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Luis Severino not expected back until May ‘at the earliest’

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Brian Cashman gave some updates on Yankees injuries today. You will not be surprised to hear that, as is usually the case, the time the injured players will be out is a bit longer than initial, optimistic projections.

Cashman said he doesn’t expect starter Luis Severino back until May.  Severino was diagnosed with “rotator cuff inflammation” ten days ago and was to be shut down for two weeks. It’s not clear if the shutdown is going to be extended or if, rather, his ramp-up schedule from the shutdown is simply going to take longer than expected. Either way, the Yankees will be without their ace for at least the first month of the season.

UPDATE: It sounds more dire than that, actually:

Cashman added that CC Sabathia is not expected back until sometime in mid-to-late April. Sabathia spring schedule was slow to get moving due to caution following an offseason heart procedure and cleanup surgery on his arthritic right knee. He began throwing to live hitters just three days ago.

Finally, it appears as though center fielder Aaron Hicks will begin the season on the injured list. Hicks has been out since March 2 with pain in his back. On Monday received a cortisone shot but has yet been able to swing the bat fully.

Severino’s shoulder is the thing to watch the most closely here — it could be serious — while the other two injuries don’t seem particularly major. Still, injuries have a way of inflicting death by a thousand cuts, so none of this is great news for the Bombers.

Straight-away center field will be 385 feet at London Stadium

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Marley Rivera of ESPN has a story about some of the on-field and in-game entertainment, as well as some aspects of the field conditions, for this weekend’s London Series.

The fun stuff: a mascot race, not unlike the Sausage Race at Miller Park or the President’s race at Nationals Park. The mascots for London: Winston Churchill, Freddie Mercury, Henry VIII and the Loch Ness Monster. I suppose that’s OK but, frankly, I’d go with Roger Bannister, Shakespeare, Charles Darwin and Guy Fawkes. Of course no one asks me these things.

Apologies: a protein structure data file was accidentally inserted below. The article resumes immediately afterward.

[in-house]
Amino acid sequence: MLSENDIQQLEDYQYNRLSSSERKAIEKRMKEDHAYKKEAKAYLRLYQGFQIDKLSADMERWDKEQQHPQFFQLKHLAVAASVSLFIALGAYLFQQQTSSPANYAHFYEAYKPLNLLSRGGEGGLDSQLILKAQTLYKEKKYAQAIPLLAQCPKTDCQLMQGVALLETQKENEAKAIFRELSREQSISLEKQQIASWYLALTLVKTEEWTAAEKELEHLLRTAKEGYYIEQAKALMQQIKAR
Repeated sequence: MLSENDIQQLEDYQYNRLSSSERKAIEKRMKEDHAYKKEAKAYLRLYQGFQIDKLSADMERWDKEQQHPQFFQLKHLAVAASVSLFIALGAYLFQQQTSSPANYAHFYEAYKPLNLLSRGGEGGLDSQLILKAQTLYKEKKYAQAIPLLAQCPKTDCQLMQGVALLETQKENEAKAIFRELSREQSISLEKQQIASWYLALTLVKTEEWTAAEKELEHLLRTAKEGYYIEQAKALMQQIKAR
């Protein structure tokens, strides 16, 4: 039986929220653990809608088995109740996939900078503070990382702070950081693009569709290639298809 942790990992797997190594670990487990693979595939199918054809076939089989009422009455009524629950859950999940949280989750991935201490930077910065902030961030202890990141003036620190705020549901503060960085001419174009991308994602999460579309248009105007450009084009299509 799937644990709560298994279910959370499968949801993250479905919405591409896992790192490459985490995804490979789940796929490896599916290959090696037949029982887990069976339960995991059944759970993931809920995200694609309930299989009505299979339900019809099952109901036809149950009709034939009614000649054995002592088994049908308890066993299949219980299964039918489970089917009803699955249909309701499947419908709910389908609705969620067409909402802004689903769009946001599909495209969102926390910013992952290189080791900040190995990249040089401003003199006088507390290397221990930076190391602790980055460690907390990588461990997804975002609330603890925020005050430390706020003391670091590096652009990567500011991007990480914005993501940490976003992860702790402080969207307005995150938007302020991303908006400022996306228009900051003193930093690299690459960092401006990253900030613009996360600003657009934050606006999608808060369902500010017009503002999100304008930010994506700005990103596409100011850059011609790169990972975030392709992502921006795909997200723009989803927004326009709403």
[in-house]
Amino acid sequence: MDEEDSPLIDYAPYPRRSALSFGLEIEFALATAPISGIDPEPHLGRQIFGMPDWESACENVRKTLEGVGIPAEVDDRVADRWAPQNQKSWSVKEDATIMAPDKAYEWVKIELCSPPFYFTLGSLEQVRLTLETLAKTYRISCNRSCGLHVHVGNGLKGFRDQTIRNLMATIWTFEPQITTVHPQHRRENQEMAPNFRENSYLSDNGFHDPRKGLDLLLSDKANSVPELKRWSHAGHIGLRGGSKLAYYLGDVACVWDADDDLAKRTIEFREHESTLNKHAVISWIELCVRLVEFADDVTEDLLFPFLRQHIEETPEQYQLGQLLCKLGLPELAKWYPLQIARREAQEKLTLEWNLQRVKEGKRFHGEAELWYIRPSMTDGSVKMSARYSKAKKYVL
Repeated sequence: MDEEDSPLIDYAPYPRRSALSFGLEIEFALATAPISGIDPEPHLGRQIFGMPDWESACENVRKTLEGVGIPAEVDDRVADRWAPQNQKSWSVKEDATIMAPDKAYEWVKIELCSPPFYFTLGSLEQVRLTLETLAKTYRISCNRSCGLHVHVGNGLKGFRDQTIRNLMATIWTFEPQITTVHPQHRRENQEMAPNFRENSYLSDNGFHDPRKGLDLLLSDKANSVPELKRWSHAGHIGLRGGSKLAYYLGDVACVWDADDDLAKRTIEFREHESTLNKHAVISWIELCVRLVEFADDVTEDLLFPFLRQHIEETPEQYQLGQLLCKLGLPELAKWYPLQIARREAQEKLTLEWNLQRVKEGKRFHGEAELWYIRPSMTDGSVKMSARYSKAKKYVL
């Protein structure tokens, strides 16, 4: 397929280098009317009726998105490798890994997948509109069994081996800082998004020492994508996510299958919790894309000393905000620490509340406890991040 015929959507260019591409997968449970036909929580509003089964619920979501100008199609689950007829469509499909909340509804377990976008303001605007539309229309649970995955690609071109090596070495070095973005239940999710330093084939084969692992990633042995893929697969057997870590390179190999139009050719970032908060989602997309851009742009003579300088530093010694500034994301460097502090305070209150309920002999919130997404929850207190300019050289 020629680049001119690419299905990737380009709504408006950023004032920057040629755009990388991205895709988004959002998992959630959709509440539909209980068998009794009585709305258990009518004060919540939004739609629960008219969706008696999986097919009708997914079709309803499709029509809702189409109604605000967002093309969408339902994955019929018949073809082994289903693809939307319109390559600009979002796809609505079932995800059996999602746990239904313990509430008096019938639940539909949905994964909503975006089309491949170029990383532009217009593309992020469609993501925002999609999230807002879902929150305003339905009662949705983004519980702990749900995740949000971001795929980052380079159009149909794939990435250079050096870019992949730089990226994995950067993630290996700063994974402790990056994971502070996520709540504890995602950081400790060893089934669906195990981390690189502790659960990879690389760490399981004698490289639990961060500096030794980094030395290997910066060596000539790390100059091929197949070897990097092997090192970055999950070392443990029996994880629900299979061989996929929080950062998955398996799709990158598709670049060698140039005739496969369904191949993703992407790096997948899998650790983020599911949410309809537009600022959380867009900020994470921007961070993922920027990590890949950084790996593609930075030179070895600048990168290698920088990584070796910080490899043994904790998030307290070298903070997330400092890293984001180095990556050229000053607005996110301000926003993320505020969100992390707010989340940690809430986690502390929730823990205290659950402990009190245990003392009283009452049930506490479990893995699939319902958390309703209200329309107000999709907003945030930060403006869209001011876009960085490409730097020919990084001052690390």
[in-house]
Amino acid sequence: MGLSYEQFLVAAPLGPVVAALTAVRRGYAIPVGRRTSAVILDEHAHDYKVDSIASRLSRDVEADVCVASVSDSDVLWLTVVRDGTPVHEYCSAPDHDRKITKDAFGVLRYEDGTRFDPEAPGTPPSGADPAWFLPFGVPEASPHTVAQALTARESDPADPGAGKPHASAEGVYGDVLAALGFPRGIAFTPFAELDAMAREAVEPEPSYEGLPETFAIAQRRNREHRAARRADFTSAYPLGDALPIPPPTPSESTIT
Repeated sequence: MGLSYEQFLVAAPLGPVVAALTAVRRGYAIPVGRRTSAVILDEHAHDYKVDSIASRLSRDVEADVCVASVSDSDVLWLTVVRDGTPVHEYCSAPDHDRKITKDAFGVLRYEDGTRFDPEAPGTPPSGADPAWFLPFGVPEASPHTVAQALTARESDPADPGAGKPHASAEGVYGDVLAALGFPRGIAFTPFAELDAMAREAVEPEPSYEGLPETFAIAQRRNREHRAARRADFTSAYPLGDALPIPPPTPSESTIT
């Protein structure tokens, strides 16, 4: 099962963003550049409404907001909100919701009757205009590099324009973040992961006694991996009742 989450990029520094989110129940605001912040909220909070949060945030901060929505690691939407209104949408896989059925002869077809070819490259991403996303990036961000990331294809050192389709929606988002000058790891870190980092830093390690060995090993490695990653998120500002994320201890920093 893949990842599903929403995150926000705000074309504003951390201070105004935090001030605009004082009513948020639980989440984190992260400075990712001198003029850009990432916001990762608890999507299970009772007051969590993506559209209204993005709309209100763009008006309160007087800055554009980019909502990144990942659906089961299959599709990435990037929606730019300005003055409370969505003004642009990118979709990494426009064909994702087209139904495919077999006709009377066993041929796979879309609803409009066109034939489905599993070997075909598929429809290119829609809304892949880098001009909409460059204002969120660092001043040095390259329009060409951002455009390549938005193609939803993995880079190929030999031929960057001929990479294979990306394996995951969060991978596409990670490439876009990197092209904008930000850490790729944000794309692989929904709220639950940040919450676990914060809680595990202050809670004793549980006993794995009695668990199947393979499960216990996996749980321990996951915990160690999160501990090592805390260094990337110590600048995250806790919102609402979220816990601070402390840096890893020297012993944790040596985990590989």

There will also be a “Beat the Streak”-style race which had better use the theme to “Chariots of Fire” or else what the heck are we even doing here.

They’ve also taught ushers and various volunteers who will be on-site to sing “Take me out to the ballgame,” which is a pretty good idea given how important that is to baseball. As a cultural exchange, I think some major league team should start using “Vindaloo” by Fat Les during the seventh inning stretch here. It’s a banger. It also seems to capture England a bit more accurately than, say, “Downton Abbey” or “The Crown.”

That’s all good fun I suppose. But here’s some stuff that actually affects the game:

The end result will have some interesting dimensions. The field will be 330 feet down each foul line, and it will have a distance of 385 feet to center field, which will feature a 16-foot wall. Cook also said it would have an expanded, “Oakland-like” foul territory, referencing the Athletics’ Oakland Coliseum expanse.

Those dimensions are unavoidable given that the square peg that is a baseball field is being shoved into the round hole that is a soccer stadium. As Murray Cook, MLB’s senior field coordinator tells Rivera, that sort of thing, while perhaps less than ideal, is at least in keeping with baseball’s strong tradition of irregular field conditions. It will, however, be one of the shortest dead center distances in baseball history.

Oh, and then there’s this:

Protective netting was also an important issue addressed when building the ballpark, with Cook stressing that his team has implemented netting that “is the largest you’ll ever see in any major league ballpark.”

[Craig makes a mental note to bookmark this for the next time MLB says it won’t mandate extended netting in the U.S. because doing so is too difficult]